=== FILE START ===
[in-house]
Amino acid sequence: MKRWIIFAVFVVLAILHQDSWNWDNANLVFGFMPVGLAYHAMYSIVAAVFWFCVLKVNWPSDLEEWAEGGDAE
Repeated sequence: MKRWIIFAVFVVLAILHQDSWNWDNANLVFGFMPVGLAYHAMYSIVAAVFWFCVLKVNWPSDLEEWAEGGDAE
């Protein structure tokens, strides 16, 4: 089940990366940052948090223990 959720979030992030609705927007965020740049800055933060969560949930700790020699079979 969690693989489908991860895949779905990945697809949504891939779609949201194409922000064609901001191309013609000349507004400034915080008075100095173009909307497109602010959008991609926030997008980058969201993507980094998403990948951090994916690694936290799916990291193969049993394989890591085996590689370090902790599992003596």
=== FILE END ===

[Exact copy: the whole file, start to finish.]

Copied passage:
[in-house]
Amino acid sequence: MKRWIIFAVFVVLAILHQDSWNWDNANLVFGFMPVGLAYHAMYSIVAAVFWFCVLKVNWPSDLEEWAEGGDAE
Repeated sequence: MKRWIIFAVFVVLAILHQDSWNWDNANLVFGFMPVGLAYHAMYSIVAAVFWFCVLKVNWPSDLEEWAEGGDAE
């Protein structure tokens, strides 16, 4: 089940990366940052948090223990 959720979030992030609705927007965020740049800055933060969560949930700790020699079979 969690693989489908991860895949779905990945697809949504891939779609949201194409922000064609901001191309013609000349507004400034915080008075100095173009909307497109602010959008991609926030997008980058969201993507980094998403990948951090994916690694936290799916990291193969049993394989890591085996590689370090902790599992003596």